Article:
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Iroquois Ferry

The Iroquois Ferry

The Iroquois began serving the Gulf Islands in 1901 and continued until it sank off Sidney in stormy weather in 1911.

From The Driftwood, September 3, 1964:

We were pleased that our recent article and picture of early Ganges has apparently been interesting to many of our readers because it has raised some questions and comment on the early boats plying these waters.

We learned last week that, contrary to the article the ‘Rainbow’, was not the boat pictured in the early photograph, but that of the ‘Shearwater’, another frequent visitor to these coasts. We were also advised that the S.S. ‘Joan’ was not the first passenger boat but was preceded by the ‘Iroquois’. We were able, through the kindness of Mrs. A.R. Price to obtain this week's pictures of this vessel taken when she called at this Island during the early years of this century.

There is an interesting story of the ‘Iroquois’ demise when she foundered and sank off Sidney on her way to the Islands. She was tied up at the Sidney Wharf overnight after having been loaded with a heavy deck load of hay. Captain Sears, her Master, had several of his passengers cancel their passage because they did not relish travel ling with so great a load. It turned out they were very wise, since the boat's deck load shifted in heavy seas the next day after leaving Sidney and the boat went down with heavy casualties. Many of the victims were washed up on the beach at Roberts Point just north of Sidney.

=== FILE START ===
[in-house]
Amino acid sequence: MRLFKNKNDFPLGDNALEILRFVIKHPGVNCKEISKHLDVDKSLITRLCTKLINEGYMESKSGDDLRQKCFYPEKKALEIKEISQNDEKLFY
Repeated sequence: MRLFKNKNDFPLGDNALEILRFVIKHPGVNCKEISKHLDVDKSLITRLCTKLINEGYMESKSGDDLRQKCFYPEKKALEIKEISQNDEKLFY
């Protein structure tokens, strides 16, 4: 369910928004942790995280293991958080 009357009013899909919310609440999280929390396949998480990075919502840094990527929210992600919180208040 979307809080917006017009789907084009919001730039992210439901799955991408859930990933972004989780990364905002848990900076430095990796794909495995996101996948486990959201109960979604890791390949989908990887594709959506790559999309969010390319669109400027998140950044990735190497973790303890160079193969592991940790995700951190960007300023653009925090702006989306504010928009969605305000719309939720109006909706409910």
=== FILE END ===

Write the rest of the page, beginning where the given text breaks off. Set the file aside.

In those days, of course, there were no regulations governing the size of loads or numbers of passengers carried on these ships, so that a traveller had to rely pretty well on the wisdom of the seamen they travelled with. It is interesting to note that this kind of tragedy was relatively rare in spite of the greater hazard of the seas.

Accession number: 2006031744

Accession number: 227

Accession number: 603

Accession number: 50377

Accession number: 50387

Accession number: 50388

Accession number: 992112013

Accession number: 2006031410

Accession number: 2006031412

Accession number: 2006031503

Accession number: 2006031640

Accession number: 2006031733

Accession number: 2006031734

Accession number: 2006031736

Accession number: 2006031741

Accession number: b41

Accession number: iroqois005

Accession number: iroqois006

Accession number: iroqois007

Accession number: iroqois008

Accession number: iroqois009

Accession number: Iroquois

Accession number: jl005

Accession number: jl007

Accession number: M118_Iroquois_Prin-EBBB1A

Accession number: M118_Iroquois_Prin-EBBCB2

Accession number: M119_Iroquois_Ganges_1907

Accession number: M120_Iroquois_at_Wharf

Accession number: M122_Iroquois_on_Deck

Accession number: M123_Iroquois_Georg-EBBB17

Accession number: M323_The_Iroquois

S.S. Iroquois at Fulford Wharf (1905) - 20050161008

Collection: Boats and Ships

Source: Joane Neudecker

Accession number: 20050161008a

This boat is probably not the Winnimac.

Collection: Bittancourt Collection

Source: Joane Neudecker

Accession number: Winnimac


Source: Joane Neudecker

Accession number: VesuviusDock

Collection: Ruckle Family photographic collection - 992112013

Source: Joane Neudecker

Accession number: 992112013

I believe this boat is the Winnimac.

Collection: 2001043434

Source: Joane Neudecker

Accession number: 434

Arriving in Ganges 1907

Collection: Toynbee Collection - 1994.137.288

Source: Joane Neudecker

Accession number: 50388

Vesuvius Dock • 99222172

Collection: Bittancourt Collection

Source: Joane Neudecker

Accession number: 172

S.S. Iroquois & Princess Charmer at Ganges, c.1910

Collection: Toynbee Collection - 1994.137.287

Source: Joane Neudecker

Accession number: 50387

1994.137.273 (V&S Train)

Collection: Toynbee Collection

Source: Joane Neudecker

Accession number: 50373


Collection: Toynbee Collection

Source: Joane Neudecker

Accession number: 50376